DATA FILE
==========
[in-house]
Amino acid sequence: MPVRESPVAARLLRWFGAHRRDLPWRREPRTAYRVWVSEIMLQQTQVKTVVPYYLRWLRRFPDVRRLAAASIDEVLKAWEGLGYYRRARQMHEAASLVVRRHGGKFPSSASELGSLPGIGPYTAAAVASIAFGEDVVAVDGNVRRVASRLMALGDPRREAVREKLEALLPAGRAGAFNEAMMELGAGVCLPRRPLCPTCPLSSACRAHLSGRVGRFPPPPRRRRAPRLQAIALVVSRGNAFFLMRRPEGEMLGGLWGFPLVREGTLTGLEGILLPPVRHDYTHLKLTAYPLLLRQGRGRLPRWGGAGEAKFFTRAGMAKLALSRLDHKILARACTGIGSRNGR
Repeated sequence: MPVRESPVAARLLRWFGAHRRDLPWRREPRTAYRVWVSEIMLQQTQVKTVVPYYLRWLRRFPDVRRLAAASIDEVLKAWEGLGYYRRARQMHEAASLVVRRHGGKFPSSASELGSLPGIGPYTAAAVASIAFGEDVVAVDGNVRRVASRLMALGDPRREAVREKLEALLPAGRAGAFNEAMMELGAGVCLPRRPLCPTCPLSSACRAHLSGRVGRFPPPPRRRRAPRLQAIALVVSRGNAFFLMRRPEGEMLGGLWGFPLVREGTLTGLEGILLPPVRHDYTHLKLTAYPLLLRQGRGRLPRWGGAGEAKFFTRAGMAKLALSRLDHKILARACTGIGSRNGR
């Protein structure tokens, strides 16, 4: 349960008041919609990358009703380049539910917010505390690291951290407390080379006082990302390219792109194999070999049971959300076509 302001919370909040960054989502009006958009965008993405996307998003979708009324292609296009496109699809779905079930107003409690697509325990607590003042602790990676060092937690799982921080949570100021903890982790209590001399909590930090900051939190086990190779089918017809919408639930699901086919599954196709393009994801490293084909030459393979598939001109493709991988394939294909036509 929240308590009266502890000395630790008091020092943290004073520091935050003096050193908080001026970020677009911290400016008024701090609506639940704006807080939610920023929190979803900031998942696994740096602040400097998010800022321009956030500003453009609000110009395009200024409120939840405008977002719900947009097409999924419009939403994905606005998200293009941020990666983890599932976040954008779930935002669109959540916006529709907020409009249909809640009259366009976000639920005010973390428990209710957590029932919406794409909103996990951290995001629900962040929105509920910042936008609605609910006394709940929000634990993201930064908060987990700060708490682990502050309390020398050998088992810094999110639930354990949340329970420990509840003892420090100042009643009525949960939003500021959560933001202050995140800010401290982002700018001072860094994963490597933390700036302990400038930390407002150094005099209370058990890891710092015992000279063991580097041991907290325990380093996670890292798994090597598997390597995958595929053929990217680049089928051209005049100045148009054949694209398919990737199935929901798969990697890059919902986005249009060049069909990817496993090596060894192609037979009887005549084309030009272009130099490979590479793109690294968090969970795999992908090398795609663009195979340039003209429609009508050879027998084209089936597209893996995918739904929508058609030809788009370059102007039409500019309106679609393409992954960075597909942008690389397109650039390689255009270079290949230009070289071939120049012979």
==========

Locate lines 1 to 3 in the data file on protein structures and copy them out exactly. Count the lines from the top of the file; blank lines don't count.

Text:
[in-house]
Amino acid sequence: MPVRESPVAARLLRWFGAHRRDLPWRREPRTAYRVWVSEIMLQQTQVKTVVPYYLRWLRRFPDVRRLAAASIDEVLKAWEGLGYYRRARQMHEAASLVVRRHGGKFPSSASELGSLPGIGPYTAAAVASIAFGEDVVAVDGNVRRVASRLMALGDPRREAVREKLEALLPAGRAGAFNEAMMELGAGVCLPRRPLCPTCPLSSACRAHLSGRVGRFPPPPRRRRAPRLQAIALVVSRGNAFFLMRRPEGEMLGGLWGFPLVREGTLTGLEGILLPPVRHDYTHLKLTAYPLLLRQGRGRLPRWGGAGEAKFFTRAGMAKLALSRLDHKILARACTGIGSRNGR
Repeated sequence: MPVRESPVAARLLRWFGAHRRDLPWRREPRTAYRVWVSEIMLQQTQVKTVVPYYLRWLRRFPDVRRLAAASIDEVLKAWEGLGYYRRARQMHEAASLVVRRHGGKFPSSASELGSLPGIGPYTAAAVASIAFGEDVVAVDGNVRRVASRLMALGDPRREAVREKLEALLPAGRAGAFNEAMMELGAGVCLPRRPLCPTCPLSSACRAHLSGRVGRFPPPPRRRRAPRLQAIALVVSRGNAFFLMRRPEGEMLGGLWGFPLVREGTLTGLEGILLPPVRHDYTHLKLTAYPLLLRQGRGRLPRWGGAGEAKFFTRAGMAKLALSRLDHKILARACTGIGSRNGR